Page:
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 - The trail ahead across the dunes and mountains at the Marathon des Sables Military charity

Meet the Marathon des Sables team

On Friday 1st October 2021, Walking With The Wounded’s largest Marathon des Sable (MdS) team are heading out to the Moroccan Sahara desert.

Marathon des Sables is one of the world's toughest endurance challenges, where participants run 250km in 7 days in blazing 40+ degree heat over difficult terrain.


In the run-up to the race, we are introducing you to the entirety of this year’s team:


First up is Colonel Lucy Giles. She is the first female College Commander at Royal Military Academy Sandhurst and currently President of the Army Selection Board. After serving in the Army for 28 years, Lucy has decided to take on MdS: her first ultra-marathon. Lucy said, "I have friends who have been injured on operations (physically and mentally) and have also seen the power of a focus, such as completing the MDS, when you need it." 


Next up, we have Katie Hislop, who is taking part in MdS for the second time. She took part in her first MdS just after she joined the Army in 2000 and she completed MDS with two female colleagues. Together they became the first British All-Female team to complete it. This year, Katie is supporting WWTW. She said, "I love that the charity genuinely helps veterans to regain or retain their independence; all of us who serve will become veterans at some stage and it is great to know that there are brilliant charities like WWTW that can provide help if needed."


Next up, is Sean Clark. Sean has been running for 10 years. He even ran WWTW’s annual Cumbrian Challenge in 9 hours. Sean is running the MdS this year to show his support for those who served.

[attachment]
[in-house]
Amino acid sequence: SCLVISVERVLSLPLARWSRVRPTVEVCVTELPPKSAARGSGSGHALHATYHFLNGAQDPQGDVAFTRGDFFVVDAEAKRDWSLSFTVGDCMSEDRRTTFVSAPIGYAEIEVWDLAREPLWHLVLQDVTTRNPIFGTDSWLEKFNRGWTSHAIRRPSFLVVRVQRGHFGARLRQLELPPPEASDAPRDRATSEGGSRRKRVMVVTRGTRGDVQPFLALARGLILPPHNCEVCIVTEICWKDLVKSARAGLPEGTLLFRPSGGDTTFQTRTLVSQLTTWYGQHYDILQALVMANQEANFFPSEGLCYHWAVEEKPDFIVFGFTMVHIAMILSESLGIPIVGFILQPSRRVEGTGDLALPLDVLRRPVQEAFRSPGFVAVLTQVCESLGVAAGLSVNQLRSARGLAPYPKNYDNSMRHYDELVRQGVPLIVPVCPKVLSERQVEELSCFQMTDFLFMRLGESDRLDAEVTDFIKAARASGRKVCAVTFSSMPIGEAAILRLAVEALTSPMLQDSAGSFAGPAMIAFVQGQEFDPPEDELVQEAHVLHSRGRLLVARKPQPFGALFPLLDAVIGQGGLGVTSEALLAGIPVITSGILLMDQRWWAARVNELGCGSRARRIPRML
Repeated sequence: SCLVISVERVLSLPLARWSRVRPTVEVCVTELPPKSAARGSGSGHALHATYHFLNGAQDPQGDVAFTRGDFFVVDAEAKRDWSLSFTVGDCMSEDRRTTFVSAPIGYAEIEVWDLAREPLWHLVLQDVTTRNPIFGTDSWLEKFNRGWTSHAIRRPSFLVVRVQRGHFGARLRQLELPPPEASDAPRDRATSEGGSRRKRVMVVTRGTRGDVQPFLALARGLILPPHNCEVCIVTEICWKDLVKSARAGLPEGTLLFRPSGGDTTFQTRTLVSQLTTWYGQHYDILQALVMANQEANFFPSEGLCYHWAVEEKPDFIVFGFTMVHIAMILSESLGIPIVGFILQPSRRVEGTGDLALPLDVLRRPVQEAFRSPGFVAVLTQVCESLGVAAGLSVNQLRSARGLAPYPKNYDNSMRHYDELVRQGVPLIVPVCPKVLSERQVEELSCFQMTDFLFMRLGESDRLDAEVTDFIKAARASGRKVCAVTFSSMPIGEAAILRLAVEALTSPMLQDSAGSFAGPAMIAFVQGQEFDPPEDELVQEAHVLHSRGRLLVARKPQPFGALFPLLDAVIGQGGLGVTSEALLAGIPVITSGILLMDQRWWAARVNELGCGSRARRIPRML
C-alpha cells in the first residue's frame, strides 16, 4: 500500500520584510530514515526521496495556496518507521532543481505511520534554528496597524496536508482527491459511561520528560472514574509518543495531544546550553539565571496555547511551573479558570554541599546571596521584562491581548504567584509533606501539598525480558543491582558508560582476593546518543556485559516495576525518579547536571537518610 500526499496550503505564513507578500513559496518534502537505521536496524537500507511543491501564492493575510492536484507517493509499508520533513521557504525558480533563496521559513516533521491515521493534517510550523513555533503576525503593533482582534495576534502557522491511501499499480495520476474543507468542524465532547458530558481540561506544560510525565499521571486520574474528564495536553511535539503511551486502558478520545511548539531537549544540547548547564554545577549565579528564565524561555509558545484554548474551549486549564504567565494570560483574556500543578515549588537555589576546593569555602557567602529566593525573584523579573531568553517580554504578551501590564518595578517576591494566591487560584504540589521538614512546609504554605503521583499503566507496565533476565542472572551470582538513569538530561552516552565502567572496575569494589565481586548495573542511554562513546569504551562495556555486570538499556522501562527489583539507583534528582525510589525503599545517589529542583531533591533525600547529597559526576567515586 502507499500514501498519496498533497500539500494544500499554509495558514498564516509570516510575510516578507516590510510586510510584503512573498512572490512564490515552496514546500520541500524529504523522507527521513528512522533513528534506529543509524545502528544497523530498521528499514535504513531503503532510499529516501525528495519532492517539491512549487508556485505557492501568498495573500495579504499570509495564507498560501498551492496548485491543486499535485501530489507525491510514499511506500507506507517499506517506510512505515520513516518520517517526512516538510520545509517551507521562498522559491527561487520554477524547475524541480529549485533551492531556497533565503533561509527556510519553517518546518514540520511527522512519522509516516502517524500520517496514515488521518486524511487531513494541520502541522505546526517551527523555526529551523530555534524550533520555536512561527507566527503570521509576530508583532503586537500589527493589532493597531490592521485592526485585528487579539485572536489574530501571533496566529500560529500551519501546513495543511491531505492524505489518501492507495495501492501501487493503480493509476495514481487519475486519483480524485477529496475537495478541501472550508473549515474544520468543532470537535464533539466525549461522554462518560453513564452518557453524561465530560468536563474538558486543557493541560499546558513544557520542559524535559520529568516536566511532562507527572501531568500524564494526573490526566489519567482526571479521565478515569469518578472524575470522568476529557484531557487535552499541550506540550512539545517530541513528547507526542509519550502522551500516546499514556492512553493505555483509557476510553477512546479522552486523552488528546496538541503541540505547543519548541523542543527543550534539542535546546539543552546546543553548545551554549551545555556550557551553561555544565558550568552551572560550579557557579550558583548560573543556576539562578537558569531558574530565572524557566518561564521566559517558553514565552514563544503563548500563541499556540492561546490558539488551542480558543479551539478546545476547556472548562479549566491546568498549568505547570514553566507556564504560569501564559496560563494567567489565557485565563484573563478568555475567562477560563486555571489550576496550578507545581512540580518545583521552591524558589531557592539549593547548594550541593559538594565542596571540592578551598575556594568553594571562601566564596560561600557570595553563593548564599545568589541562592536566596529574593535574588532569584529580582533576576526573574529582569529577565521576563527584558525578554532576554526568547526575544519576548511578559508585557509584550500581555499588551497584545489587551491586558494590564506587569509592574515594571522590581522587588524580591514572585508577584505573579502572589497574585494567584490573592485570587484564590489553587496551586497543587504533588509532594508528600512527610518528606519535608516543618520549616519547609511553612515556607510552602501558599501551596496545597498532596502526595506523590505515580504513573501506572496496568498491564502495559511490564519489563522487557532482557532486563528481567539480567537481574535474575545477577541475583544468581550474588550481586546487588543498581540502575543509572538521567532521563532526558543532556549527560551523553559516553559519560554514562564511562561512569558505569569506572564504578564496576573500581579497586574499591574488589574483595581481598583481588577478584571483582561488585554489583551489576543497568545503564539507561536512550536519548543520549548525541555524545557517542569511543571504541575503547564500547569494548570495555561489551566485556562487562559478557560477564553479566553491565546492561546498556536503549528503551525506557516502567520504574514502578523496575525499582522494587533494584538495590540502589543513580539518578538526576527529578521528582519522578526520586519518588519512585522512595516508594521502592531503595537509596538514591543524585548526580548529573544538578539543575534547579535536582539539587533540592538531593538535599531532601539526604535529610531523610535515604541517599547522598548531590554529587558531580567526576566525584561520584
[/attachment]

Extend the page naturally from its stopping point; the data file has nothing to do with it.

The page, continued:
Also taking on the challenge is Christopher Gaskin, a military veteran who recently achieved the world record for the fastest unsupported solo effort to climb to all 214 Wainwrights, the 214 English Peaks located in the Lake District (Project 214). Project 214 involved climbing to the top of all 214 Wainwrights without any external assistance, carrying everything needed for the challenge. The challenge lasted 14 days and covered a total distance of 520-540kms and included 95,000ft of ascent. 


Next up is Ryan Vander Weit, Health & Fitness Program Director at Home Base. Home Base is a partnership of the Red Sox Foundation and Massachusetts General Hospital; offering world-class clinical care and support, in addition to fitness and mind-body wellness programmes for Service Members and veterans. WWTW works closely in collaboration with Home Base, as part of our Veterans Trans-Atlantic Programme (VTAP) and we are grateful that Ryan is taking on the challenge to support our work.


Also deciding to take on MDS this year is Jamie Maker. Jamie has always had an affinity to military charities due to wanting to join the RAF from a young age, however, his deteriorating eyesight prevented him from doing so. The MdS is a bucket list item for Jamie. He said, "I'm looking forward to getting through a tough event and shaking hands with other competitors on the finish line. The sense of accomplishment will be an amazing experience, and I can't wait for that moment."


Next up is Josh Hignell, a keen long-distance runner who is looking forward to doing his first multi-day marathon, despite suffering a knee injury in 2019 that disrupted his training. Josh said he chose to support WWTW because the charity "is such a worthy and commendable charity that gives the most deserving people, who have sacrificed so much, a second chance."


Also taking on MDS this October is Jack Fleckney. Jack is a former Royal Marine and director of ShireFit, a new type of gym that makes fitness fun.

Finally, we have Aiden West who is a subsea consultant and a regular participant in our annual Cumbrian Challenge. We are so grateful that Aiden has decided to support WWTW in his MDS challenge this year!

Good luck to all of the team and, thank you for supporting those who served.